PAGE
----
7N Architects' worked with five Scottish communities to discover their ambitions for local spaces in response to the Venice Biennale theme of how we live together
Originally planned for last year’s postponed 17th International Venice Architecture Biennale, Scotland’s Venice commission is instead taking place 1000 miles away in Dundee.
Created by Edinburgh practice 7N Architects, What if…?/Scotland opens this month at the V&A Dundee. The project, a response to the Biennale theme of How will we live together, is an attempt to ‘rediscover the civic role of architecture’, according to project lead Ewan Anderson, managing partner of 7N.
It is an ambitious endeavour. 7N chose a variety of architects, designers and artists to engage with 25 people on ‘wish’ projects that they would like to see happen in their local community.
‘It’s architecture unplugged - a very simple dialogue between an architect and a citizen talking about what they feel about a place, and if they could change one thing, what would it be?’ said Anderson.
Keen to reflect a variety of Scottish contexts, 7N chose a city (Edinburgh, Wester Hailes), town (Paisley in Renfrewshire), village (Annan in Dumfries and Galloway), a rural location (Elgin in Morayshire) and an island (Lerwick in Shetland), and identified five participants in each to explore their locality with a creative partner and workshop their ideas for positive interventions.
The resulting ideas are often modest but with clear community benefits – a place to bring young and old together to share the tradition of boatbuilding in Annan, a conversion of a redundant petrol station into a community eating house serving food from different cultures and a new footbridge and public space over the canal, both in Wester Hailes. In Lerwick, 7N looked at how infrastructure to protect the town from rising sea levels could function as positive public realm.
The result is 25 sketch designs, shown in the exhibition along with an introduction to each of the locations and the issues that residents identified.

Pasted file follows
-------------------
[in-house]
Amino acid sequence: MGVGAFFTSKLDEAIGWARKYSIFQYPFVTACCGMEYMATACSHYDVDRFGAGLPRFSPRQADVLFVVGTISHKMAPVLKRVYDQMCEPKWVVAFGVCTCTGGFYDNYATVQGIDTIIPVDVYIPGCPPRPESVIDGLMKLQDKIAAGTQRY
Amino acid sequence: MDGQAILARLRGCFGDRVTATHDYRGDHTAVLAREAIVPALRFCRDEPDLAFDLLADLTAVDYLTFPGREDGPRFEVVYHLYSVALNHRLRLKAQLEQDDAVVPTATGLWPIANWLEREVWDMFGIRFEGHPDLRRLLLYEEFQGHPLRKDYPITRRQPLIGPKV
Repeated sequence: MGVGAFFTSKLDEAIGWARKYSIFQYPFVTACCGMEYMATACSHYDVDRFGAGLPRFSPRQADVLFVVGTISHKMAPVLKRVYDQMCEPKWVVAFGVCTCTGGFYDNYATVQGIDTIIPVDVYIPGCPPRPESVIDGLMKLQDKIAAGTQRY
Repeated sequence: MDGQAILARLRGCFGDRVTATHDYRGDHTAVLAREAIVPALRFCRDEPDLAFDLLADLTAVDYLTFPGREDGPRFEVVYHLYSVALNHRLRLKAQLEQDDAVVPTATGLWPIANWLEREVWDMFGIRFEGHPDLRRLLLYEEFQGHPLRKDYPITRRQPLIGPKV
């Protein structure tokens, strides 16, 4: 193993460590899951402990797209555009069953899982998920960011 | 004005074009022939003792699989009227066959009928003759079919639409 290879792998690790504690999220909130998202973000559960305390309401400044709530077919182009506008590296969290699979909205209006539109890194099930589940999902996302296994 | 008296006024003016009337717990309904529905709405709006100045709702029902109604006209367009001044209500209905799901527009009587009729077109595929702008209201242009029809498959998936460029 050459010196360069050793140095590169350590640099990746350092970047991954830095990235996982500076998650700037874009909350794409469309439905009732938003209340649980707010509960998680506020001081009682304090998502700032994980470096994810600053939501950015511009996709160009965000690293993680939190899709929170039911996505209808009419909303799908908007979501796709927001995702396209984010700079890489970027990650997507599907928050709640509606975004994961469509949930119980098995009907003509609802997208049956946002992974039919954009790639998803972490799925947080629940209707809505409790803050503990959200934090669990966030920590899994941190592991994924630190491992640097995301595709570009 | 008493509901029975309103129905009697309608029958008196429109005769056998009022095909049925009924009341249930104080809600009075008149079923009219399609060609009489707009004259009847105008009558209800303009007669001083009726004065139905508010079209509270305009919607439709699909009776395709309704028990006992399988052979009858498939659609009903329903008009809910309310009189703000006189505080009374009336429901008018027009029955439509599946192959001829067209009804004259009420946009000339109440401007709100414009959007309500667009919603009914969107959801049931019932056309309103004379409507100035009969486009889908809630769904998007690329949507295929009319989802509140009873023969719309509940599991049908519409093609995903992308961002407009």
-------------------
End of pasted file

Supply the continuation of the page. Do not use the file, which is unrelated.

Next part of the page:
Rather than slick images, the design visualisations are deliberately very simple. ‘We were keen to have something rough and ready that captured the essence of the idea,’ says Anderson.
These displays will be supplemented by five short films about the locations by filmmaker Basharat Khan, as told by its citizens.
One common thread was a sense of disenfranchisement, particularly among teenagers, who felt there was nowhere for them to go, and among older people. Anderson hopes the project will advocate for breaking down the barriers that exist in decision-making about the future of a place by encouraging wider debate, and showing how direct engagement with communities can positively shape local plans.
The new location has precipitated a new aspect to the commission, which will also engage visitors on what they would like Dundee to look and feel like in the future, and 7N will be facilitating a series of events at the V&A Dundee with local people relating to shaping future projects and interventions in the city.
After getting over the disappointment of not going to Venice, Anderson is upbeat about both the new context, and the timing of the delayed commission just as lockdown measures are beginning to lift.
‘People have been starved of being together, and have had plenty of time to reflect on how they live, and what they think about where they live,’ he says, adding that he hopes the project will encourage more community involvement in the shaping of places.
What if…?/Scotland was commissioned by Scotland + Venice, a partnership between Creative Scotland, British Council Scotland, National Galleries of Scotland, Architecture and Design Scotland and the Scottish Government.
What if…?/Scotland, 22 May to 21 November 2021, V&A Dundee, 1 Riverside Esplanade, Dundee DD1 4EZ